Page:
The challenge for forecasters is to pinpoint how this low pressure area will move. The weather forecast models available to Met Office forecasters are giving slightly different answers to this problem. As Anthony Astbury, Met Office Deputy Chief Forecaster, explains: “One model brings the low over Brittany giving rain and gales in the south of England, while another brings the low further west, with the risk of wet and windy weather for southwestern England and south Wales.”

There is still uncertainty about how the low pressure area will develop and move on Monday, and therefore which areas of the UK will see the worst of the weather early next week.

However, this heralds a spell of very unsettled weather for the whole of the UK for next week, with all parts seeing unsettled and windy conditions with showers or longer spells of rain.

Keep up to date with the forecast and warnings for the latest information.





When does Autumn start? Defining seasons

20 09 2012

Seasons are fundamental to how we understand the UK climate and the environment around us, but how do we define when they start and end?

In meteorological terms, it’s fairly simple – each season is a three month period. So, Summer is June, July and August; Autumn is September, October and November, and so on.

Of course, this is fairly arbitrary, but provides a consistent basis for the Met Office, as the holder of the UK’s national weather and climate records, to calculate long term averages and provide seasonal climate summaries from year to year.

Mike Kendon, of the Met Office National Climate Information Centre, said: “Defining seasons in this way means we can compare weather from one season or year to the next. It also has the advantage that each season is roughly the same length, neatly dividing the year into four quarters.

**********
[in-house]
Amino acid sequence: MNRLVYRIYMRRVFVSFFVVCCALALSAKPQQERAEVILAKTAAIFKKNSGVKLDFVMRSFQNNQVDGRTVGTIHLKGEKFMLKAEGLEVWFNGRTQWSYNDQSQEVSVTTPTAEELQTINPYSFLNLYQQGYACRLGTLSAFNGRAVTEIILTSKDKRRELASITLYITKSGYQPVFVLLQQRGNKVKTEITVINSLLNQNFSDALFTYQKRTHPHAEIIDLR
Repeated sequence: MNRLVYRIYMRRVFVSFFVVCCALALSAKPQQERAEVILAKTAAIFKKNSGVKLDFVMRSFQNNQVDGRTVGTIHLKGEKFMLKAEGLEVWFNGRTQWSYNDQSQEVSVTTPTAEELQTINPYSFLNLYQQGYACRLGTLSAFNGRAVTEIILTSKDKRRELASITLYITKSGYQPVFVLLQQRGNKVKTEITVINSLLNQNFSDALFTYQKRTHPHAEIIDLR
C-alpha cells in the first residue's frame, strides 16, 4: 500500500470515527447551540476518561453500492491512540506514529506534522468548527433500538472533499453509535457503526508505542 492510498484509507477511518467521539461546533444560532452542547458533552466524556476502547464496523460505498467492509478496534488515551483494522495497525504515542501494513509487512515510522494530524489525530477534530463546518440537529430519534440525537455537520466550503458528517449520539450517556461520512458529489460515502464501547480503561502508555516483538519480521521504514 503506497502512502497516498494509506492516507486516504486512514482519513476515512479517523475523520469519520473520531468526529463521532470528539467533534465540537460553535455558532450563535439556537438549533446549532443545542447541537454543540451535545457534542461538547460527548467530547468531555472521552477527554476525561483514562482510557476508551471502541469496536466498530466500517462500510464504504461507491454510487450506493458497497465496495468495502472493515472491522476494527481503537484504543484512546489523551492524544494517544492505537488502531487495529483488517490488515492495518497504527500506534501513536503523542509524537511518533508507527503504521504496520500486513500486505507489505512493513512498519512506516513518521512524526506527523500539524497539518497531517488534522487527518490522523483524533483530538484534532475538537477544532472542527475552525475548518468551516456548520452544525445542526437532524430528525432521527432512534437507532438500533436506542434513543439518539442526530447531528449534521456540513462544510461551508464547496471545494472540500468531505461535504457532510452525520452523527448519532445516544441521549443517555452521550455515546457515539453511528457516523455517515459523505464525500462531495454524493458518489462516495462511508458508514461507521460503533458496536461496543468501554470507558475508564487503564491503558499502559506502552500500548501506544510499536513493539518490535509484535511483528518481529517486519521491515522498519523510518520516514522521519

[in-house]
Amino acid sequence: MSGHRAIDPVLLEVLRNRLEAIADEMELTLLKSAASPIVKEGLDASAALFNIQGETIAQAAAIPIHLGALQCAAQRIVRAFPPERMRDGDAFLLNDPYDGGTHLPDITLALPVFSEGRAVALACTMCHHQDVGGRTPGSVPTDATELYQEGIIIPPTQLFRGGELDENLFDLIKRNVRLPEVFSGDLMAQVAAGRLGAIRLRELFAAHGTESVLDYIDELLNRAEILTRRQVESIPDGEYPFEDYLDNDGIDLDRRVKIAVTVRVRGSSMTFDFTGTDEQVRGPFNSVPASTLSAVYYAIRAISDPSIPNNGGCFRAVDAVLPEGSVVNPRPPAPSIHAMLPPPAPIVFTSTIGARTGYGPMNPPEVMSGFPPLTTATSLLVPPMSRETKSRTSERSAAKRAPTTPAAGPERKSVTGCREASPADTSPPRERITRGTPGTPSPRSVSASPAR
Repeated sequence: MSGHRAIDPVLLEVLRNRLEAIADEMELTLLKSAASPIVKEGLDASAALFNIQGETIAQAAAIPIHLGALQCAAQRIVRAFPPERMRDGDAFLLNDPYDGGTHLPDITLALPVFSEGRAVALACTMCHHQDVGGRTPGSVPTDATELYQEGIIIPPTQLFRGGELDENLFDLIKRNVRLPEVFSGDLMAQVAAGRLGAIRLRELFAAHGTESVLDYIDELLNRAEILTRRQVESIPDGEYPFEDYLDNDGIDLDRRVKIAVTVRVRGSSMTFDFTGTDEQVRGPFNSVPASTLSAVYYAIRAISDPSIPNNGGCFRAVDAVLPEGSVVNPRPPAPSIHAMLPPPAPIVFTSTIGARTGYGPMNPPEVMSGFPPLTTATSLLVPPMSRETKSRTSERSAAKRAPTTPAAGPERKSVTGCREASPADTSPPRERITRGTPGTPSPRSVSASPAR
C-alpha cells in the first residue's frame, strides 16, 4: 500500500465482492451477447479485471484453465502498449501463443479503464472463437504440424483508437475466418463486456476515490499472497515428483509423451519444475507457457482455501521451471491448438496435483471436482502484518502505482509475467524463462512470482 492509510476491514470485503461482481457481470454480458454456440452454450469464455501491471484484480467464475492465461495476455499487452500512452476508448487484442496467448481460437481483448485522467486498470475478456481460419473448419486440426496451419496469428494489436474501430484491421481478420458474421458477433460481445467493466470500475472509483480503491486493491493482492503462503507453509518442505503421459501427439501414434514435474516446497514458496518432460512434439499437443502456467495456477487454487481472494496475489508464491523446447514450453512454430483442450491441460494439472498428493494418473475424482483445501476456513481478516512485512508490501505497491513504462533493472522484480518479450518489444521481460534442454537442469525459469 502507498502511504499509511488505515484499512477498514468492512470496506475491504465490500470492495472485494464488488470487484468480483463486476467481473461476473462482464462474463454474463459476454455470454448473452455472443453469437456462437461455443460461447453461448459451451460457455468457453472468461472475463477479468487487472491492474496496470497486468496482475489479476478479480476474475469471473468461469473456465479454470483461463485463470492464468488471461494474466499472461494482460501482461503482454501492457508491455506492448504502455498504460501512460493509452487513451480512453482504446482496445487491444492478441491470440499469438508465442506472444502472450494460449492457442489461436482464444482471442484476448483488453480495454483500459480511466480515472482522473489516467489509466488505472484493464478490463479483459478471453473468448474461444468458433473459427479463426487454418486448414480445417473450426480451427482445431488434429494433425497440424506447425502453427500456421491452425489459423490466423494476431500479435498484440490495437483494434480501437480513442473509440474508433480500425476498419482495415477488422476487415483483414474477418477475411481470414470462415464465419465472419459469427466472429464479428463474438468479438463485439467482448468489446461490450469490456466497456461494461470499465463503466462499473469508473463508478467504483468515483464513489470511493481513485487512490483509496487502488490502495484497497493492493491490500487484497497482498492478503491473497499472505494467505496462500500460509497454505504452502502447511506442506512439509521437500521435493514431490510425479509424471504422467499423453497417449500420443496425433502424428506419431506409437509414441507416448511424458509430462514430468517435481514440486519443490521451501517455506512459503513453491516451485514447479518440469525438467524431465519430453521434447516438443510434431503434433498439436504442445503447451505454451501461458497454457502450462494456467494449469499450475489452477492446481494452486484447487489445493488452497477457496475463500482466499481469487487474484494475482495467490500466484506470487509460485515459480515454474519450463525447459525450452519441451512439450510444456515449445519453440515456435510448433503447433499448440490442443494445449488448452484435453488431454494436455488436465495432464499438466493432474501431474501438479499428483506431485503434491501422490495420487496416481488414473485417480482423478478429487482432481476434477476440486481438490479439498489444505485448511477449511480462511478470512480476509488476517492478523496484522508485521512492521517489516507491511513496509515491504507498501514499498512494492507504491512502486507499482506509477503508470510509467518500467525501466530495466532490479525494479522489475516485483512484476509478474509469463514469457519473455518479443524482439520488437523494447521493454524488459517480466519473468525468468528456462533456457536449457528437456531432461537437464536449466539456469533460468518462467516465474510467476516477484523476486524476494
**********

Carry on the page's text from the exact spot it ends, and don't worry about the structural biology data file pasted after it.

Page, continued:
“Looking at longer timescales, our recently updated 30-year averages can show us how ‘normal’ seasons are changing over time, giving us clues about trends in the UK’s climate.”

Astronomical definitions of seasons also exist – using the Earth’s position relative to the Sun as the cue for separating one season from another via equinoxes and solstices.

So the Summer begins around the Summer Solstice, when daylight hours are at their longest (around 21 June), and ends around the Equinox, when days and nights are of equal length (around 21 September, on 22 September this year). Thus astronomical Autumn begins, continuing until the Winter Solstice, when daylight hours are at their shortest (around 21 December), and so on. Astronomical seasons therefore are about three weeks behind the meteorological ones.

One thing both methods have in common is that the dates are fixed by the calendar and don’t take into account what is actually happening in nature, which is after all how most of us understand the notion of seasons.

So comes the third method, which is based on phenology – the process of noting the signs of change in plant and animal behaviour.

In this distinction, Autumn may be deemed to have arrived at the first tinting of oak or beech trees, the appearance of ripe sloes or elderberries and the arrival of winter migrant birds such as redwings and fieldfares. Winter begins when native deciduous trees are bare, and so on.

For more than a decade The Woodland Trust has been using observations from thousands of members of the public to build a phenological record for the UK, called Nature’s Calendar. This builds on records going back over much longer periods of time.

It aims to give a comprehensive view of how nature defines the seasons in a record which takes into account how weather in individual years or longer term changes to climate may affect natural signs from one year to the next. As such it is a more fluid, natural definition of our seasons.

Dr Kate Lewthwaite, project manager for Nature’s Calendar for the Woodland Trust, said: “Taken individually the observations of what’s going on in nature provide only anecdotal evidence, but taken as a whole and analysed with temperature data, they offer a powerful insight into local and national impacts of environmental and climatic change.